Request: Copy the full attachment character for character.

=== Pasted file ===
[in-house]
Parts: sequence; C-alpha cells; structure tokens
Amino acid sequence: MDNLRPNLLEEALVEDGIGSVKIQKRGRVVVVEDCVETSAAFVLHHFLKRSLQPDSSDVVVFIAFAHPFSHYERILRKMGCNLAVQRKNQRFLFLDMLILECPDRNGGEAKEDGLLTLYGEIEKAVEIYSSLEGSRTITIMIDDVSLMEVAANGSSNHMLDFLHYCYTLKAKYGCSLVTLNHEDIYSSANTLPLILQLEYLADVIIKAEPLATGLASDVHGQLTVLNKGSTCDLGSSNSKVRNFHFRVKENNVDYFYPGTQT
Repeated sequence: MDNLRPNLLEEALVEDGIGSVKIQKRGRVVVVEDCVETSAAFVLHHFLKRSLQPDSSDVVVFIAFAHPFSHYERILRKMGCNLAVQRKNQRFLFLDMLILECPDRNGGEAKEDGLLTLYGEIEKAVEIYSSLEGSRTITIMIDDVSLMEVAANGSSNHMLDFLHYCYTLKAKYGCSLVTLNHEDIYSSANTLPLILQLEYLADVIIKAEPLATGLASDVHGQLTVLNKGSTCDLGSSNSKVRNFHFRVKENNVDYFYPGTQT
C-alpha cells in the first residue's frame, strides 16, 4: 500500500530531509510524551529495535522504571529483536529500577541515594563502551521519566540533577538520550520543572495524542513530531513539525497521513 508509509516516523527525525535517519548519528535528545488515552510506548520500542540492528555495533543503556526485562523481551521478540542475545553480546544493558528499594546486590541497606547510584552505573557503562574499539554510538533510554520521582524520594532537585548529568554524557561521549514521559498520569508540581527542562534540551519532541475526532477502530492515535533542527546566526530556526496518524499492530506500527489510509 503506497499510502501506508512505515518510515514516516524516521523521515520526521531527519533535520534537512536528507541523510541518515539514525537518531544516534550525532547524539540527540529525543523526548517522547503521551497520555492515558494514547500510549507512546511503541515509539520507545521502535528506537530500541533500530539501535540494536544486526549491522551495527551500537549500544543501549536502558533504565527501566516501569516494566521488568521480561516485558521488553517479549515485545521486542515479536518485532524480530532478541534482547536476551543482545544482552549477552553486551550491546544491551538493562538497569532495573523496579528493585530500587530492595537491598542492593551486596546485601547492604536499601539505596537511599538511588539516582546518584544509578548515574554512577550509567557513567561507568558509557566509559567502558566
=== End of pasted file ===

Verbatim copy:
[in-house]
Parts: sequence; C-alpha cells; structure tokens
Amino acid sequence: MDNLRPNLLEEALVEDGIGSVKIQKRGRVVVVEDCVETSAAFVLHHFLKRSLQPDSSDVVVFIAFAHPFSHYERILRKMGCNLAVQRKNQRFLFLDMLILECPDRNGGEAKEDGLLTLYGEIEKAVEIYSSLEGSRTITIMIDDVSLMEVAANGSSNHMLDFLHYCYTLKAKYGCSLVTLNHEDIYSSANTLPLILQLEYLADVIIKAEPLATGLASDVHGQLTVLNKGSTCDLGSSNSKVRNFHFRVKENNVDYFYPGTQT
Repeated sequence: MDNLRPNLLEEALVEDGIGSVKIQKRGRVVVVEDCVETSAAFVLHHFLKRSLQPDSSDVVVFIAFAHPFSHYERILRKMGCNLAVQRKNQRFLFLDMLILECPDRNGGEAKEDGLLTLYGEIEKAVEIYSSLEGSRTITIMIDDVSLMEVAANGSSNHMLDFLHYCYTLKAKYGCSLVTLNHEDIYSSANTLPLILQLEYLADVIIKAEPLATGLASDVHGQLTVLNKGSTCDLGSSNSKVRNFHFRVKENNVDYFYPGTQT
C-alpha cells in the first residue's frame, strides 16, 4: 500500500530531509510524551529495535522504571529483536529500577541515594563502551521519566540533577538520550520543572495524542513530531513539525497521513 508509509516516523527525525535517519548519528535528545488515552510506548520500542540492528555495533543503556526485562523481551521478540542475545553480546544493558528499594546486590541497606547510584552505573557503562574499539554510538533510554520521582524520594532537585548529568554524557561521549514521559498520569508540581527542562534540551519532541475526532477502530492515535533542527546566526530556526496518524499492530506500527489510509 503506497499510502501506508512505515518510515514516516524516521523521515520526521531527519533535520534537512536528507541523510541518515539514525537518531544516534550525532547524539540527540529525543523526548517522547503521551497520555492515558494514547500510549507512546511503541515509539520507545521502535528506537530500541533500530539501535540494536544486526549491522551495527551500537549500544543501549536502558533504565527501566516501569516494566521488568521480561516485558521488553517479549515485545521486542515479536518485532524480530532478541534482547536476551543482545544482552549477552553486551550491546544491551538493562538497569532495573523496579528493585530500587530492595537491598542492593551486596546485601547492604536499601539505596537511599538511588539516582546518584544509578548515574554512577550509567557513567561507568558509557566509559567502558566